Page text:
Phil McKenna at NewScientist.com news service describes a nanotechnology advance that turns radiation directly into electricity, leading us to wonder if it thus simultaneously provides a use for nuclear waste. This nanotech application appears to be in the early stages of development, so aside from questions of just how efficient and how expensive it would be, one wonders how resistant this nanomaterial would be to radiation damage. From “Nanomaterial turns radiation directly into electricity“:

…US researchers say they have developed highly efficient materials that can convert the radiation, not heat, from nuclear materials and reactions into electricity.

Liviu Popa-Simil, former Los Alamos National Laboratory nuclear engineer and founder of private research and development company LAVM and Claudiu Muntele, of Alabama A&M University, US, says transforming the energy of radioactive particles into electricity is more effective.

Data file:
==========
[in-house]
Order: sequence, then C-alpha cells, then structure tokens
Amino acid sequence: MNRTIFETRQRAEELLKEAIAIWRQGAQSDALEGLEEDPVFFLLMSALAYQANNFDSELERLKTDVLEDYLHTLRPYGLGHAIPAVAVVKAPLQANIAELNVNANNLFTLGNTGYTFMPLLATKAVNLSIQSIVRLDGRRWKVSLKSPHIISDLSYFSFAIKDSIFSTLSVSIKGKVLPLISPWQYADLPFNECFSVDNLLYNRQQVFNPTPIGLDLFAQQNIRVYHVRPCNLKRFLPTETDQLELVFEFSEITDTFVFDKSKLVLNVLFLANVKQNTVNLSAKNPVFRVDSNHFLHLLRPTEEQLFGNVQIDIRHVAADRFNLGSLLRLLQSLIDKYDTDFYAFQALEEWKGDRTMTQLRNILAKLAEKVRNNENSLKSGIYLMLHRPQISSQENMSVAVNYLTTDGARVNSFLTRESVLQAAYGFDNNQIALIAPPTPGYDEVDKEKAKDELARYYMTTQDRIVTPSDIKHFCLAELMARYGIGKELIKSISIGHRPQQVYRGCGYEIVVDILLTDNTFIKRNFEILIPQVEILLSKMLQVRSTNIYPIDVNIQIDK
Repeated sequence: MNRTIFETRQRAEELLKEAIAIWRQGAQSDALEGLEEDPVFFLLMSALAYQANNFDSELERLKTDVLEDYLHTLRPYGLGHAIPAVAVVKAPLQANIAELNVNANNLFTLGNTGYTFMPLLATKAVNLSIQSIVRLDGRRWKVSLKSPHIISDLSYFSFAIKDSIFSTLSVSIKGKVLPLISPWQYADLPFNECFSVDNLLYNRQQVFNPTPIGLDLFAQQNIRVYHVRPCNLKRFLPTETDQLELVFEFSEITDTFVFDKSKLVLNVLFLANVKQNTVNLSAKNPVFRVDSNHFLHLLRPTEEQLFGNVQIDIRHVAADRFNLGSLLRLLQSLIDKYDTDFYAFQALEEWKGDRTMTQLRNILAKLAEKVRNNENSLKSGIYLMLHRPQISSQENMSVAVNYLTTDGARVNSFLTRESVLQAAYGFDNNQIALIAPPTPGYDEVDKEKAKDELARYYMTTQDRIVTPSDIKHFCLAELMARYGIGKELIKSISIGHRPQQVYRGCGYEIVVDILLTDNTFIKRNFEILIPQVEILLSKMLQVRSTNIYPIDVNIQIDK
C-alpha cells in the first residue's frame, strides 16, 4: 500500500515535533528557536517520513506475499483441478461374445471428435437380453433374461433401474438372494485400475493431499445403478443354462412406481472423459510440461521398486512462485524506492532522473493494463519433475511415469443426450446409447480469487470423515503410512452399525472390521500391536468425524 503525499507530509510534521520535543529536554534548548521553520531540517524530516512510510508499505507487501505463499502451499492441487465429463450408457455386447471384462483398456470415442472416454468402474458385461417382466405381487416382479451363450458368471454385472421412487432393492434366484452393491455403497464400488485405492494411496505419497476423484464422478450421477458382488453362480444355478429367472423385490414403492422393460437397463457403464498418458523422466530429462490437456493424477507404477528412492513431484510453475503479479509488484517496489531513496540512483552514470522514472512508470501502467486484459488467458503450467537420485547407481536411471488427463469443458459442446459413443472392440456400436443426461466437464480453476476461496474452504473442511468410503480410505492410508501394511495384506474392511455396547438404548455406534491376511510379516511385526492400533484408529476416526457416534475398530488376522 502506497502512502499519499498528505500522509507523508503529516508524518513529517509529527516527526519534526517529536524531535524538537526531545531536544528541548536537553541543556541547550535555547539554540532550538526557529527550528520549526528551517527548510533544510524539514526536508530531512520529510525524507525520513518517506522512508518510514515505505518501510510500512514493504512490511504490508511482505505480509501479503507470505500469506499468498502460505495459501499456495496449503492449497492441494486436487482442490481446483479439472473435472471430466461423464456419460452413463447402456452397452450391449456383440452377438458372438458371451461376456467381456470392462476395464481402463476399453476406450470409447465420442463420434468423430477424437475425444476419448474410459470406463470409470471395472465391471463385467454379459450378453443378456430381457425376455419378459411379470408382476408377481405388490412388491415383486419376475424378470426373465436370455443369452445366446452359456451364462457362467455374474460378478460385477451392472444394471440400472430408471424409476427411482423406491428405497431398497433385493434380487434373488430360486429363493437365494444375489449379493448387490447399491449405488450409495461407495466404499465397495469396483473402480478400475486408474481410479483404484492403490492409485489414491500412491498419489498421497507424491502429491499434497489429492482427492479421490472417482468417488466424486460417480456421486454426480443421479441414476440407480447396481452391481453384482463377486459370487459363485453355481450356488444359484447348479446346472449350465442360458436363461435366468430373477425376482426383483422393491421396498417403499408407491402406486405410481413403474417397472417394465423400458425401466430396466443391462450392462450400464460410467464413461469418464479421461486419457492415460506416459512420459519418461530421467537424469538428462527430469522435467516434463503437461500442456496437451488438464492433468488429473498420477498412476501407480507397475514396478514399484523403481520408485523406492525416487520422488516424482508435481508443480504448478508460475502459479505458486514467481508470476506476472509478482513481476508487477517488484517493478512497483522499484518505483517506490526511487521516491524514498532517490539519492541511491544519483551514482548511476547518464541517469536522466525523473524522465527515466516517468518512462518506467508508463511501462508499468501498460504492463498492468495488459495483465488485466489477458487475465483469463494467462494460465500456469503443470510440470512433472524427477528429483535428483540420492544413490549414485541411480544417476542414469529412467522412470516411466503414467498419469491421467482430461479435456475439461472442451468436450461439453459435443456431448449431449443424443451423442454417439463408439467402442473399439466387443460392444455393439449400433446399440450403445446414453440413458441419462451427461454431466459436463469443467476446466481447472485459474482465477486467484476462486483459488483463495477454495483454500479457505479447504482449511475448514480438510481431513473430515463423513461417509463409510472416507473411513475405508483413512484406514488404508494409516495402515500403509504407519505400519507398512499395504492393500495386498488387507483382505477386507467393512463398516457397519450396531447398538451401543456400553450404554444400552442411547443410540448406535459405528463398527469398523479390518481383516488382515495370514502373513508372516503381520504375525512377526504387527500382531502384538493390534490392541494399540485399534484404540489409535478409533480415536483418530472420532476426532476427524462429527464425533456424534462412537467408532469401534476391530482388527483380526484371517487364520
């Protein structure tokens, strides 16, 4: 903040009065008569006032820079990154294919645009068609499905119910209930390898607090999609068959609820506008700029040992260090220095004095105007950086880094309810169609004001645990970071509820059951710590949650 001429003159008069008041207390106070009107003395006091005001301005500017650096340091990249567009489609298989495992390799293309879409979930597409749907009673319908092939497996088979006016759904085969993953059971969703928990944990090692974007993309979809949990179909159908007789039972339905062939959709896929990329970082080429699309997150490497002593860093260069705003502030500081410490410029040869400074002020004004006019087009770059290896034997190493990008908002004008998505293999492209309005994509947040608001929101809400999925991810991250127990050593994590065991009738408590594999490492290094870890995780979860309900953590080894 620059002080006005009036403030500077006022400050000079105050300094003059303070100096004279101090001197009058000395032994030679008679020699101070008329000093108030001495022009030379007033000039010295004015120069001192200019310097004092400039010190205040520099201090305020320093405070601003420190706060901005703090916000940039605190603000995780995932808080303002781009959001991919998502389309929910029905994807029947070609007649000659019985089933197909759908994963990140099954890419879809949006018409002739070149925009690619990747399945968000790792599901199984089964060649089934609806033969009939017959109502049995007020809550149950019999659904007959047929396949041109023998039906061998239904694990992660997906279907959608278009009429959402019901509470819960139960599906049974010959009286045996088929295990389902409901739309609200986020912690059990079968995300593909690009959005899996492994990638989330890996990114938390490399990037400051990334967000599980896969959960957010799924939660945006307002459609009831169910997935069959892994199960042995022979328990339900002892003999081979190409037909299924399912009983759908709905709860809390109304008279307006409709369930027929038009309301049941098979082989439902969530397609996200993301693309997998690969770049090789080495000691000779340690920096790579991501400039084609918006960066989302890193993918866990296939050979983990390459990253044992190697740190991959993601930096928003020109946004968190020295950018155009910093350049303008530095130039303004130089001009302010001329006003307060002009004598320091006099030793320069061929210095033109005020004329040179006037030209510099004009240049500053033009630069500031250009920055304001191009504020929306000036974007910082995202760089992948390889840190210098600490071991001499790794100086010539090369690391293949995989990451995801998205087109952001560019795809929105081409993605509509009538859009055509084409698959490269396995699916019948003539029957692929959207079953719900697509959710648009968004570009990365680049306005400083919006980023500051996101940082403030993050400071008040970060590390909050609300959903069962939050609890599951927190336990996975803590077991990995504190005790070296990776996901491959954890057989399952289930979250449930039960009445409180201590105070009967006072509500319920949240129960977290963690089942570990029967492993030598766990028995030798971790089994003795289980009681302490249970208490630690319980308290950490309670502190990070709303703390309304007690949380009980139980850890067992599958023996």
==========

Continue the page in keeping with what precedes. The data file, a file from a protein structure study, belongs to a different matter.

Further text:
The materials they are testing would extract up to 20 times more power from radioactive decay than thermoelectric materials, they calculate.

Tests of layered tiles of carbon nanotubes packed with gold and surrounded by lithium hydride are under way. Radioactive particles that slam into the gold push out a shower of high-energy electrons. They pass through carbon nanotubes and pass into the lithium hydride from where they move into electrodes, allowing current to flow.

—Jim